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Senior Military Posts (Women)

Volume 575: debated on Monday 3 February 2014

The most tangible evidence of the progress that women have made in getting to the most senior ranks of the armed forces is the appointment in 2013 of Air Vice-Marshal Elaine West and Air Vice-Marshal Sue Gray as the first female two-star officers in the RAF. Air Vice-Marshal West is a project manager in the Defence Infrastructure Organisation, and Air Vice-Marshal Gray will be responsible for the procurement of future combat equipment, including fighter aircraft. I am sure the whole House will wish to offer both of them congratulations and the best of luck in their new appointments.

I thank my right hon. Friend for that answer. Will he tell the House what specific steps the armed forces are taking to improve the proportion of women serving in senior roles in the military?

The proportion of women in senior military posts is increasing. For instance, I believe that we now have about 30 female colonels serving in the British Army, but the increase is still not as fast as we would wish. Therefore, although we are now seeing the best and brightest of our people recognised and promoted irrespective of gender, we are working to address the under-representation of certain demographic groups, including women. To cite an example that illustrates our commitment, I am delighted that the Ministry of Defence will be hosting an event on 12 March, in conjunction with other Government Departments, to celebrate and support international women’s day.

I welcome the news that women are increasingly moving up into senior ranks in the armed forces, but despite that, women in senior military posts are still experiencing bullying and sexual harassment. When will we have an independent ombudsman service that can enforce zero tolerance of such behaviour throughout the armed forces?

I wish to make it perfectly plain to the hon. Lady and the House that we in the MOD and the armed forces do not tolerate such behaviour, and any allegations are thoroughly investigated. I want to be absolutely clear about that. She is well aware of our discussions with the Service Complaints Commissioner, as she and I have discussed the matter on several occasions. We have been talking to Dr Atkins about how we can modify her role in the future, and those discussions are progressing quite well. We have not sorted out all the remaining issues, but we hope to be in a position to make an announcement reasonably soon.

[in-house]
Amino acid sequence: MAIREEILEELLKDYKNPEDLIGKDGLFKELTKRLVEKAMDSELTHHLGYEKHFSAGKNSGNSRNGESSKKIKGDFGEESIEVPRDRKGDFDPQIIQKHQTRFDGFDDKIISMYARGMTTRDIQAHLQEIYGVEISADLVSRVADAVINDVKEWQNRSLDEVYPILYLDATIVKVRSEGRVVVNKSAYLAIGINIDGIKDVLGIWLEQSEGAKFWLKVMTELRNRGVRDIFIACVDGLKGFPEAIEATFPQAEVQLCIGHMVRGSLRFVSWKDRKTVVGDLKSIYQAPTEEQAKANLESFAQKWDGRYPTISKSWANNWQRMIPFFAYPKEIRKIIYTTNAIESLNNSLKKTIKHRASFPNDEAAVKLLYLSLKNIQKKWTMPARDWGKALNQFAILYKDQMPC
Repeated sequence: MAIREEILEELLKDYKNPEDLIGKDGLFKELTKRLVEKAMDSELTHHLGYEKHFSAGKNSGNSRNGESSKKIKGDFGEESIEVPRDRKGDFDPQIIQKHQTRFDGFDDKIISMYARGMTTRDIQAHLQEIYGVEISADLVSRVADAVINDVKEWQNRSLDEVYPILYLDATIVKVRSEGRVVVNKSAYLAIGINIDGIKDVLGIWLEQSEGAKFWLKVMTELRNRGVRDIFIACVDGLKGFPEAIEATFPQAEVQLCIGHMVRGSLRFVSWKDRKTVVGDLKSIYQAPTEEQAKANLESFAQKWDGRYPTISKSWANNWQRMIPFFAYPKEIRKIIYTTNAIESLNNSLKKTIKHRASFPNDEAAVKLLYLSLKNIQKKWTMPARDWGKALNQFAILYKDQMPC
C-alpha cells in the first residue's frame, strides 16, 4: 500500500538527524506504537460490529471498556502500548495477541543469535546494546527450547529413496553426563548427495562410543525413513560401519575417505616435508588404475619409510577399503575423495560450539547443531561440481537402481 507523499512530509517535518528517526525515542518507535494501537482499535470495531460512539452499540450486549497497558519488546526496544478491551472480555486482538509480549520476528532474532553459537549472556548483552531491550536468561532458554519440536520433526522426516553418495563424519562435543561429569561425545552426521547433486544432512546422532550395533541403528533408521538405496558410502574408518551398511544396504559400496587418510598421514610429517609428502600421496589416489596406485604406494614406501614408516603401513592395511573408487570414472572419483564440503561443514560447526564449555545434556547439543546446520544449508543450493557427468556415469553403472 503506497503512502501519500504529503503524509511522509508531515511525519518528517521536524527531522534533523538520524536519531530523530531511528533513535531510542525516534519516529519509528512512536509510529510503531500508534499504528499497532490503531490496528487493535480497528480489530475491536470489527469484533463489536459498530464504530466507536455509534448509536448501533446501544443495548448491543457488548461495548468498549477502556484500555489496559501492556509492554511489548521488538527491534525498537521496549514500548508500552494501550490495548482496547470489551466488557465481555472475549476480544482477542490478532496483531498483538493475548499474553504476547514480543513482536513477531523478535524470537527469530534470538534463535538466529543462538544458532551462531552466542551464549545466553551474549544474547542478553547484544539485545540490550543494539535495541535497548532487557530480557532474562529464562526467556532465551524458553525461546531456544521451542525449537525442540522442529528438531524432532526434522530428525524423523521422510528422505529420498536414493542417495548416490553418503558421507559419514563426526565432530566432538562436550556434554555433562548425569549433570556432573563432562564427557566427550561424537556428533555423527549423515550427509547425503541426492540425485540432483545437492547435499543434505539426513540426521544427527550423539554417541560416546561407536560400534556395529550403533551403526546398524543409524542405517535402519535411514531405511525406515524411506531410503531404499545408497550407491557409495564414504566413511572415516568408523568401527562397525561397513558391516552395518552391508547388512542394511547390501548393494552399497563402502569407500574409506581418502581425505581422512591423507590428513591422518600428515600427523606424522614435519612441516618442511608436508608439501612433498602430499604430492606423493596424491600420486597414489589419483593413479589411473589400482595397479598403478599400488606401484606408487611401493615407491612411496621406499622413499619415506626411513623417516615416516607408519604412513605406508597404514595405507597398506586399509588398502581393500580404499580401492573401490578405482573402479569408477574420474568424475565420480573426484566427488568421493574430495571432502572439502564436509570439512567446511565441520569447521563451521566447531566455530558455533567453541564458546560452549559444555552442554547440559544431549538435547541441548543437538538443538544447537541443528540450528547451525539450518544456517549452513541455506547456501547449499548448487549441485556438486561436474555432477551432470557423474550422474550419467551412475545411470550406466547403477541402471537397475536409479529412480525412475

I welcome my right hon. Friend’s news today. May the message go out from this House that bullying and harassment will not be tolerated, whether in the military, in politics, or in civilian or any other walk of life?

I find it difficult to improve on what my hon. Friend has just said so I will simply say: I agree.

Mr Speaker, you know I never like to be a curmudgeon, but can we not do better than this? When will we have female admirals and generals and other high-ranking female officers? There are not enough, and it has been too long; let us get a move on, or we will never attract high-flying women into the services.

On the specific naval point, I can assure the hon. Gentleman that Commander Sarah West is now the commanding officer of the Type 23 frigate HMS Portland and Commander Catherine Jordan is the commanding officer of the Type 23 frigate HMS St Albans. We have female officers in command of Royal Navy warships, protecting our waters around the coast and serving further in great waters. We are proud of them. I do not want to be curmudgeonly either, but an air vice-marshal is the equivalent of an admiral.

The hon. Member for Bridgend (Mrs Moon) asked about a military ombudsman, and my right hon. Friend talked about making a decision soon, but the excellent Dr Susan Atkins’ term of office is expiring soon. My right hon. Friend the Prime Minister last month told us that he was taking a personal interest in whether we moved to a military ombudsman. May we know the time scale for this decision as soon as possible?

My right hon. Friend is a former Defence Minister and knows that phrases such as “relatively soon” are by definition not precise; nevertheless discussions with Dr Atkins have been proceeding well. I do not want to misinform the House and give the impression that every issue has been settled—it has not—but we have made genuinely good progress with Dr Atkins. I feel, therefore, that we are not that far from making an announcement, but I cannot give a firm timing until all those issues have been resolved.